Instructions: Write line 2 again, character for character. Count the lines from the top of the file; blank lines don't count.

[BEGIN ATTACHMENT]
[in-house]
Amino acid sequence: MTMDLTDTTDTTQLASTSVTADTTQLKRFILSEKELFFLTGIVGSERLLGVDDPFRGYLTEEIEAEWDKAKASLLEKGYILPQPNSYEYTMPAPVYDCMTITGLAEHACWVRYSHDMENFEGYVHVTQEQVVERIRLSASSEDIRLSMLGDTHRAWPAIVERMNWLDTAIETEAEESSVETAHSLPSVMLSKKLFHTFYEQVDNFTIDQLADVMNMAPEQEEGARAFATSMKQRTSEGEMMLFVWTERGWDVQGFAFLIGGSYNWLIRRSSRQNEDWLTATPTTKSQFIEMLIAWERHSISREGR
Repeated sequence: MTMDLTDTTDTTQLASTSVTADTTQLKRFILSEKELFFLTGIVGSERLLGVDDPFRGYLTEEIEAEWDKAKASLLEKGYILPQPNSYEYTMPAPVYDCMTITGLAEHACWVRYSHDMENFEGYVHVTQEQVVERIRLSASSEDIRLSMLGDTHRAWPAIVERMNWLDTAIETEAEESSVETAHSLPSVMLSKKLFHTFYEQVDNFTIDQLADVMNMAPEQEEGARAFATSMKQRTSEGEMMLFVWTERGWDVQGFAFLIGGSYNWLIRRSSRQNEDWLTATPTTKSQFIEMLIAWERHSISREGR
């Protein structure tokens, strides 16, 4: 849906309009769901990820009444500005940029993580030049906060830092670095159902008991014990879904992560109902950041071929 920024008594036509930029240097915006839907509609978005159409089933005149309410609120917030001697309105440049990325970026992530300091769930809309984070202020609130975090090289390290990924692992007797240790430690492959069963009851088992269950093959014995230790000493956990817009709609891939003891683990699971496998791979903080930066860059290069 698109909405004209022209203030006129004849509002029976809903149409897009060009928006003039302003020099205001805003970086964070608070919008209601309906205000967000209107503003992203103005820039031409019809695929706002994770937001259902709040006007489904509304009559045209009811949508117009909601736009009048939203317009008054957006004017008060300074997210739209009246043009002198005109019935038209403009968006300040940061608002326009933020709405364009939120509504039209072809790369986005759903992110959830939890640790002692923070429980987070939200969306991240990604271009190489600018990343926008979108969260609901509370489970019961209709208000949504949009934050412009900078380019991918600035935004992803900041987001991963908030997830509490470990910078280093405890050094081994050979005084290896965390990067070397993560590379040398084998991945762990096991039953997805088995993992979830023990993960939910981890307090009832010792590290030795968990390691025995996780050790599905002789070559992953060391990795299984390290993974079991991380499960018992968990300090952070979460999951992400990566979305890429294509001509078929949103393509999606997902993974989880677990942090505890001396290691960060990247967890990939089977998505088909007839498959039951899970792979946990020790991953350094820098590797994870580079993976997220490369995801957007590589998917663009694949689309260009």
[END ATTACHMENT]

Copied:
Amino acid sequence: MTMDLTDTTDTTQLASTSVTADTTQLKRFILSEKELFFLTGIVGSERLLGVDDPFRGYLTEEIEAEWDKAKASLLEKGYILPQPNSYEYTMPAPVYDCMTITGLAEHACWVRYSHDMENFEGYVHVTQEQVVERIRLSASSEDIRLSMLGDTHRAWPAIVERMNWLDTAIETEAEESSVETAHSLPSVMLSKKLFHTFYEQVDNFTIDQLADVMNMAPEQEEGARAFATSMKQRTSEGEMMLFVWTERGWDVQGFAFLIGGSYNWLIRRSSRQNEDWLTATPTTKSQFIEMLIAWERHSISREGR